What is intimacy? It’s not sex, but is crucial for your wellbeing. You’ll learn about the different types of intimacy, why intimacy is hard, and tips to help you foster more intimacy in your relationship.
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What Is Intimacy?
In this episode, you will learn what intimacy is. It’s not sex, but it is crucial for your well-being. You’ll learn about the different types of intimacy, why intimacy is hard, and tips to help you foster more intimacy in your relationships.
It is the month of love.
All of this. Love is in the air.
It is why we think it’s so important to start talking about intimacy.
That’s right. We’re going to be talking about intimacy, not sex. Get your head out of the gutter.
I can lead there. I definitely could talk about it full chisel.
We have that on the calendar. We’re going to be talking about sex and have an entire episode on sex, but this is not that episode because intimacy is not just sex.
I agree with you. It’s a physical, emotional, mental and spiritual connection. It can be present in any type of relationship. I know we often associate intimacy with intimate or romantic relationships. Side note, as I was putting my show notes together, I came across these eight stages of intimacy. I know that they were meant to be a partner. I’m not going to necessarily talk about them on the show. It might be a separate episode, but as I was going through it, I noticed that Siria and I met 7 of the 8. The only one we lacked was sexual intimacy. I was like, “There’s still some hope.” I don’t like to be a quitter but I like to hit all eight boxes.
You would get FOMO reading something, being like, “I’m not in a romantic relationship here, but damn it, this platonic relationship doesn’t hit all the boxes.”
You read my mind. Before we begin into this intimacy and why it’s so important, a question that came up for me was like, “Do you believe it is love or intimacy that’s more important in a romantic relationship?”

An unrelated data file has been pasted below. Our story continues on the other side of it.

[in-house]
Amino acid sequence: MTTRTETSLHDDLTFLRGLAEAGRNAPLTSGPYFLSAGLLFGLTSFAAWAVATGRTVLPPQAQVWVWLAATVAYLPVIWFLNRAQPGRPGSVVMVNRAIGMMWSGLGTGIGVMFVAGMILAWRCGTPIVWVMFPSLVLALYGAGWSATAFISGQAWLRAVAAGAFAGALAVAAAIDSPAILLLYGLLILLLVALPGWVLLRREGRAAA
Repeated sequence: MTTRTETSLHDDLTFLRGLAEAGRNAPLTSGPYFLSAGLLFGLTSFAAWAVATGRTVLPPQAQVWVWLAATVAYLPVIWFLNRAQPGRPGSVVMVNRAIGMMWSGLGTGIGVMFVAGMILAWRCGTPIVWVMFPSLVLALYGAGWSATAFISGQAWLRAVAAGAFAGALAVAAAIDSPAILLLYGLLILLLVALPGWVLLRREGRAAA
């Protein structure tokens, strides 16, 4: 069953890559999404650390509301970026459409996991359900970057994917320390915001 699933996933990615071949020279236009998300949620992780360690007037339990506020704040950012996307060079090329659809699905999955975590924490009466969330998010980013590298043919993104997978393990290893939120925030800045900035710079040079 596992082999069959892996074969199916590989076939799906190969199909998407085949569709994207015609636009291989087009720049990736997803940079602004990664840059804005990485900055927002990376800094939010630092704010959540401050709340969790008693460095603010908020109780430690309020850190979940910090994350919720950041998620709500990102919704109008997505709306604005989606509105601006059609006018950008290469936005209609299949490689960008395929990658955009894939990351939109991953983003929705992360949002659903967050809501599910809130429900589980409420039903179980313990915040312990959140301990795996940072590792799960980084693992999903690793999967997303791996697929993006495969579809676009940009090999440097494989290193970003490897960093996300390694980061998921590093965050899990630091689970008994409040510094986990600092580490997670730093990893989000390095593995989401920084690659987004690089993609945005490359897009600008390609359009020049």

In a romantic relationship, I would say I don’t even see the difference. I feel like intimacy helps nurture love, but you don’t get to intimacy if there isn’t love already. It’s like this symbiotic relationship.
Is it like the chicken before the egg kind of thing?
That’s what it sounds like. It feels like you’d love someone because you want to be more intimate with them. The more intimate you are, the greater your love and capacity for love for that person increases.
Funny for me, I was reading this article, and when that question was posed to couples, 80% of them said love, but in actuality, it’s an intimacy that’s more important, according to this guy. I forgot his name. I would agree that it is intimacy for readers. My husband and I were in a rough patch and on the verge of divorce. I found myself saying, “Love isn’t enough.” It was the absence of that intimacy, emotional, intellectual, and spiritual connection that posed the greatest risk to my relationship. Love is a beautiful byproduct and it comes out of intimacy. They were talking about how the majority of divorces are people that do get divorced. It’s not that there is a lack of love, but a lack of intimacy.
That’s interesting. That would make sense. There are all kinds of things that lead to divorce and we’ve had plenty of time to study all of that. Now that we are here in this intimacy world, I find it fascinating.
I did too. What did you come up with?
Did you know that besides sex, there are four types of intimacy.
What are they?
They are emotional, intellectual, experiential, and spiritual intimacy. If we go and break each one of these down, emotional intimacy is what allows you to let your guard down with someone. You are sharing your emotions and you feel safe to do so. That’s going to be the big component in the emotional intimacy category.
In the intellectual intimacy category, you are getting to know how the other person’s mind works, and basically, you’re sharing a roadmap of your mind with them. You’re able to have stimulating conversations where you could have different points of view. It’s okay because that’s part of the exciting part of having this intellectual intimacy. Side note, I love a good conversation and show me what you’re passionate about in a conversation. I get so excited. That’s one of my favorite ways of being intimate with people.
For me, it’s like, “You’re smart and you’re so hot.” It’s more of smart and super sexy. Experiential is when you do things together. If you and your husband ran a 5K together, that’s quality time, which is one of your big love language ways of showing love. The more you’re able to share experiences, that is considered a form of intimacy. Of course, spiritual, where it could be your religious beliefs, but talking about what you believe about the world overall. It’s having all of these different types of intimacy that don’t necessarily have anything to do with an eggplant emoji.